Cocoa Beach's has a humid Subtropical Climate Köppen climate classification of Cfa. This climate features hot and humid summers with frequent tropical downpours and daily thundershowers, and warm, dry, and sunny winters. The average high temperature in the warmest month (July) in Cocoa Beach is 91 °F (33 °C) and the average high in the coolest month (January) is 72 °F (22 °C). 
|Monthly Normal and Record High and Low Temperatures|
|Rec High °F||89||92||93||97||97||101||102||101||98||96||91||89|
|Norm High °F||72||73||77||81||85||89||91||90||88||83||78||73|
|Norm Low °F||50||51||55||60||66||71||72||73||72||67||60||53|
|Rec Low °F||17||27||25||35||47||55||60||60||58||41||30||21|
|Source: The Weather Channel |
Tourist markets are the beach and cruising. Business travelers constitute a secondary market. 
It is estimated that there are 2.4 million day trippers annually. While businesses appreciate the tourism, it creates a parking problem for the city.  There are 1,780 paved parking spaces and 607 spaces on the streets downtown, near the beach. 
The Cocoa Beach Pier, formerly known as the Cape Canaveral Pier, was built in 1962. An annual Easter Surfing Festival began in 1964. An estimated 100,000 spectators attend annually.  An annual Beach Fest is held in May.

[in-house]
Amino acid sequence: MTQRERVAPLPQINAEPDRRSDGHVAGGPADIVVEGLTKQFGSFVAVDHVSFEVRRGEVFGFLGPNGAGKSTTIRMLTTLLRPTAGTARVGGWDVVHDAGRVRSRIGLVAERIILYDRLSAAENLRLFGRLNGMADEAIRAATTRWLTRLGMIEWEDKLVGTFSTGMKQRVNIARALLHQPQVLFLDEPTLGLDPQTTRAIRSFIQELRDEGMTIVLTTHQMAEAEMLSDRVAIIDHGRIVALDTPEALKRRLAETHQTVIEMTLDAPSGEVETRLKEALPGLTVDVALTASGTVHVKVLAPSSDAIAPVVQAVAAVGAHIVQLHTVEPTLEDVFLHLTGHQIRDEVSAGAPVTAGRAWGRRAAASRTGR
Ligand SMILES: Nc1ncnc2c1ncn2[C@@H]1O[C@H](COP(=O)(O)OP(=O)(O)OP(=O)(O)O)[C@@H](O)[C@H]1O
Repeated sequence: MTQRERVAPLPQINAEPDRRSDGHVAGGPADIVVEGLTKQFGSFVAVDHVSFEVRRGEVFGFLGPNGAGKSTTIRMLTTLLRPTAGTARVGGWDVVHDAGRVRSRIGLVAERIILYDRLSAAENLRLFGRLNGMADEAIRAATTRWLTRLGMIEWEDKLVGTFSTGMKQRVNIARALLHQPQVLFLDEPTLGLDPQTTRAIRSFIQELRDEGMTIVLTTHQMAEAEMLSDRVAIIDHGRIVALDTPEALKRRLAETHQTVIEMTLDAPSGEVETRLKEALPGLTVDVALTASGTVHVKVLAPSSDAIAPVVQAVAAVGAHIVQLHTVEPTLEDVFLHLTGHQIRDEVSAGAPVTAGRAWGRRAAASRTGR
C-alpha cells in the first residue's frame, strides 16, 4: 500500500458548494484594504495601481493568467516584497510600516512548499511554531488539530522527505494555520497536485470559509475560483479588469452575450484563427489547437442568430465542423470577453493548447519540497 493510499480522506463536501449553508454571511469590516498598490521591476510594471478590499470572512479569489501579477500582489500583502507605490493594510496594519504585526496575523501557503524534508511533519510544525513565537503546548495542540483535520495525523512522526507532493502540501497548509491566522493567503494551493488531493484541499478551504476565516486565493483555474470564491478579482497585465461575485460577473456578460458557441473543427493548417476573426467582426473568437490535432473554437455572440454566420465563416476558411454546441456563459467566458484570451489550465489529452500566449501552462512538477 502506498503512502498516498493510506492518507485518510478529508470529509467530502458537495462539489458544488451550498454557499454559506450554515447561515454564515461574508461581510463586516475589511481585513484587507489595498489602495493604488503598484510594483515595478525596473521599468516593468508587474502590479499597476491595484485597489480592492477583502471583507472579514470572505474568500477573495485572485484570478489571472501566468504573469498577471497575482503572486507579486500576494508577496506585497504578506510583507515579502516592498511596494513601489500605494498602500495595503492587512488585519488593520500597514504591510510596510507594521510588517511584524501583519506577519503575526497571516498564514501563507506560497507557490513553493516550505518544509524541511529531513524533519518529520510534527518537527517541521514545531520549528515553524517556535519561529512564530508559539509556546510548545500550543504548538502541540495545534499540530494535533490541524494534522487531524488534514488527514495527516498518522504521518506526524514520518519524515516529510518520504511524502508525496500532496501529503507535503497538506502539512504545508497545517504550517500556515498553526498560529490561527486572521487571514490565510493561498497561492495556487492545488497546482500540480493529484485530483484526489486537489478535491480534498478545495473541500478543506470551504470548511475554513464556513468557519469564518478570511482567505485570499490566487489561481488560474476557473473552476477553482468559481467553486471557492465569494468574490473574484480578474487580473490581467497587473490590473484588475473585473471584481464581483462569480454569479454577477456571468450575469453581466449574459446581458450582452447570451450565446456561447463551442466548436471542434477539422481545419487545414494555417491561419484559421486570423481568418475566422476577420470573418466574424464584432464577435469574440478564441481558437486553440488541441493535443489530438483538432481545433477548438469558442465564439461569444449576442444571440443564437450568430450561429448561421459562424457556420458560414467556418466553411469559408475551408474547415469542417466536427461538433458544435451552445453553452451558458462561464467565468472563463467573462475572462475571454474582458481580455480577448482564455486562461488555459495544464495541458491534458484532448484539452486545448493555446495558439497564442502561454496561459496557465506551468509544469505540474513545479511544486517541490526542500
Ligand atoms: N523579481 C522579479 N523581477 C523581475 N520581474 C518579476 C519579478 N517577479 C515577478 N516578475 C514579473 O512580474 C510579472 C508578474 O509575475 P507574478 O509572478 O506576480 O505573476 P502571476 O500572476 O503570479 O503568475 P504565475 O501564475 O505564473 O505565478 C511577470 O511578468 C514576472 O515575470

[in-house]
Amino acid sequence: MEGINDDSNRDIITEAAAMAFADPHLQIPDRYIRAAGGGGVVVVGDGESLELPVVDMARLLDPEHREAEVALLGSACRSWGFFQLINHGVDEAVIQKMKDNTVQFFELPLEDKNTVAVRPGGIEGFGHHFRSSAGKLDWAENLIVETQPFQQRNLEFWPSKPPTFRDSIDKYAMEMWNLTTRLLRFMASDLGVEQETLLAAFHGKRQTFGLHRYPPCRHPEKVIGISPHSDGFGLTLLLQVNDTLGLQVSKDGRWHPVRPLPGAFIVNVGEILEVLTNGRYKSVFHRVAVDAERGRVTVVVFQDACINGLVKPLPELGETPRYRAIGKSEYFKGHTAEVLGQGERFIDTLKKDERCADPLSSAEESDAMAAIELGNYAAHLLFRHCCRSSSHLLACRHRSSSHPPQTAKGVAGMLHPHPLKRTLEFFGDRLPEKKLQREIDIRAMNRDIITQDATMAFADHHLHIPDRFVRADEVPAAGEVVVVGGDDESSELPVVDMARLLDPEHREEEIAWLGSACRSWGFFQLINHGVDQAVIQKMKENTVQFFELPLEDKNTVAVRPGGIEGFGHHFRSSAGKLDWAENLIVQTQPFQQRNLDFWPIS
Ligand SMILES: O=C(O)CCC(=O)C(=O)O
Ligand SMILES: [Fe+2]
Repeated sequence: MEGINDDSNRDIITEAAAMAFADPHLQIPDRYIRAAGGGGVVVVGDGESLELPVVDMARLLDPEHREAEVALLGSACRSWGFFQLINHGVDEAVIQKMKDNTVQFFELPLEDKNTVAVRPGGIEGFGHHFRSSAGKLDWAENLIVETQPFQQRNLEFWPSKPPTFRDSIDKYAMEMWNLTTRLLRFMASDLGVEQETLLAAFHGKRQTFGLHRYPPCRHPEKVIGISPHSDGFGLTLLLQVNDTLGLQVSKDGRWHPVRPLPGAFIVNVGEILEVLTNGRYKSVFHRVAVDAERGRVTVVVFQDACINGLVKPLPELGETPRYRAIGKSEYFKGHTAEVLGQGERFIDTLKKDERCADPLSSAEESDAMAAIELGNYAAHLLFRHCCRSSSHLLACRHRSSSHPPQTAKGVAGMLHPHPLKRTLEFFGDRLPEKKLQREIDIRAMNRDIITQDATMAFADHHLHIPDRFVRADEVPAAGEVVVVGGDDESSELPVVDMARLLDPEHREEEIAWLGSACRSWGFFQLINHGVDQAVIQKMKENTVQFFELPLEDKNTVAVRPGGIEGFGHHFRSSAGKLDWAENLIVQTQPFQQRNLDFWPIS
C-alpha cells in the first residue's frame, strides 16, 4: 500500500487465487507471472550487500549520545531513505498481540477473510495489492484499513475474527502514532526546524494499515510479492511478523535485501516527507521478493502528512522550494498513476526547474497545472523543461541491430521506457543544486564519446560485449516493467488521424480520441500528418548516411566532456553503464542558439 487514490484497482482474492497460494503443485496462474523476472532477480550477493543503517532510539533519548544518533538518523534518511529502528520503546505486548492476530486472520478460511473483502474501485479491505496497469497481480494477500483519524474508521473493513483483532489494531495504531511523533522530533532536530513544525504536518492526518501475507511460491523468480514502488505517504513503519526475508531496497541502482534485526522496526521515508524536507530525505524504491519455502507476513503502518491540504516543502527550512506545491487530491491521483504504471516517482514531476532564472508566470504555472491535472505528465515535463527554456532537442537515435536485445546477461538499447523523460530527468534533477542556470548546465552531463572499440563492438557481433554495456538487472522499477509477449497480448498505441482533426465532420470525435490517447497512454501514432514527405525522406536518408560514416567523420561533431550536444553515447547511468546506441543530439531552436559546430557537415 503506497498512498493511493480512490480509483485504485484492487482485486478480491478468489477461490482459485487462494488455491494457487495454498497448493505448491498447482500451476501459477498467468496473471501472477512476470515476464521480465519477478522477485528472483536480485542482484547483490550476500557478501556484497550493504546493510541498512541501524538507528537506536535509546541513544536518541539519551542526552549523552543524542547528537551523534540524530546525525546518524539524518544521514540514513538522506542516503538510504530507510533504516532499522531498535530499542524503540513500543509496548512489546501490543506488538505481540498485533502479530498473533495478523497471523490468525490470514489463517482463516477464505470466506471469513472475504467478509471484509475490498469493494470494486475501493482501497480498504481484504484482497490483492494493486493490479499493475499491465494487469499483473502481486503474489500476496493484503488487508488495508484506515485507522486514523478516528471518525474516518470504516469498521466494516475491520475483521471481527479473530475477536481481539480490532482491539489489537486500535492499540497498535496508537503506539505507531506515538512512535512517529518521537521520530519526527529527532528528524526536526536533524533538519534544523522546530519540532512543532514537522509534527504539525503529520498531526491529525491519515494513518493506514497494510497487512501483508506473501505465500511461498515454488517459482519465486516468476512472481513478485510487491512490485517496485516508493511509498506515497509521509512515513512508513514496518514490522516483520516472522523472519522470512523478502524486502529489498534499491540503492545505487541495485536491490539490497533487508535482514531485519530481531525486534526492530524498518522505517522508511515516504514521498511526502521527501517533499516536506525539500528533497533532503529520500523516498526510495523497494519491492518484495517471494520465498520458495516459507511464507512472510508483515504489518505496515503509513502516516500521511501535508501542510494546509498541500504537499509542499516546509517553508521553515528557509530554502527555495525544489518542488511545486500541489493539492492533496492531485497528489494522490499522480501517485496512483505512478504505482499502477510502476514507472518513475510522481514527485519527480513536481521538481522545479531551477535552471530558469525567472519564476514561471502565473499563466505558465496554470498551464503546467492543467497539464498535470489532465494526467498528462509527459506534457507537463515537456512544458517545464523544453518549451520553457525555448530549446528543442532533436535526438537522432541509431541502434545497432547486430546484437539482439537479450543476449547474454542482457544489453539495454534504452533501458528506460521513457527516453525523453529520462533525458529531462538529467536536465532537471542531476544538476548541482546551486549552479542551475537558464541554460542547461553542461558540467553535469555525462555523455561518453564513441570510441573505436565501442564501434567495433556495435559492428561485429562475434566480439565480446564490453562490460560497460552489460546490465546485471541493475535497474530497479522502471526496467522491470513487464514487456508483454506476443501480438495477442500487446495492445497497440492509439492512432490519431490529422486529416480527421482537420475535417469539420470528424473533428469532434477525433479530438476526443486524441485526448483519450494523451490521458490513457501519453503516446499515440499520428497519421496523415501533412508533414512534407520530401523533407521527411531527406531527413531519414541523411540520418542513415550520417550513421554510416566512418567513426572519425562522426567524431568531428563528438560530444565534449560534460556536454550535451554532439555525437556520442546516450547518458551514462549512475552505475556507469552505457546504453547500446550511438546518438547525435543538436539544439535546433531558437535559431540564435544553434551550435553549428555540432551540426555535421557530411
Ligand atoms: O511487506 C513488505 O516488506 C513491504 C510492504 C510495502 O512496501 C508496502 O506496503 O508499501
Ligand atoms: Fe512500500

An air show in 2009 drew a crowd estimated at 30,000. 
In 2015 businesses in the city collected $5.6 million in tourist tax, over half the tourist tax collected in the county and more than any other municipality, $$1.4 million. 
In 2007, Cocoa Beach's median labor force was 6,344. Of that group, 6,006 were employed and 338 were unemployed, for an unemployment rate of 5.3%. 
The city has three public schools:
- Freedom 7 Elementary
- Theodore Roosevelt Elementary
- Cocoa Beach High School
Freedom 7 Elementary school and Cocoa Beach Jr./Sr High School both are certified International Baccalaureate schools. Freedom 7 Elementary has a primary years program, and Cocoa Beach Jr./Sr High has both a middle years program and a diploma program.
- Cocoa Beach Pier
- Alan Shepard Beachfront Park
- Thousand Islands Conservation Area
- Cocoa Beach Aquatic Center and Pool Complex
- I Dream of Jeannie Lane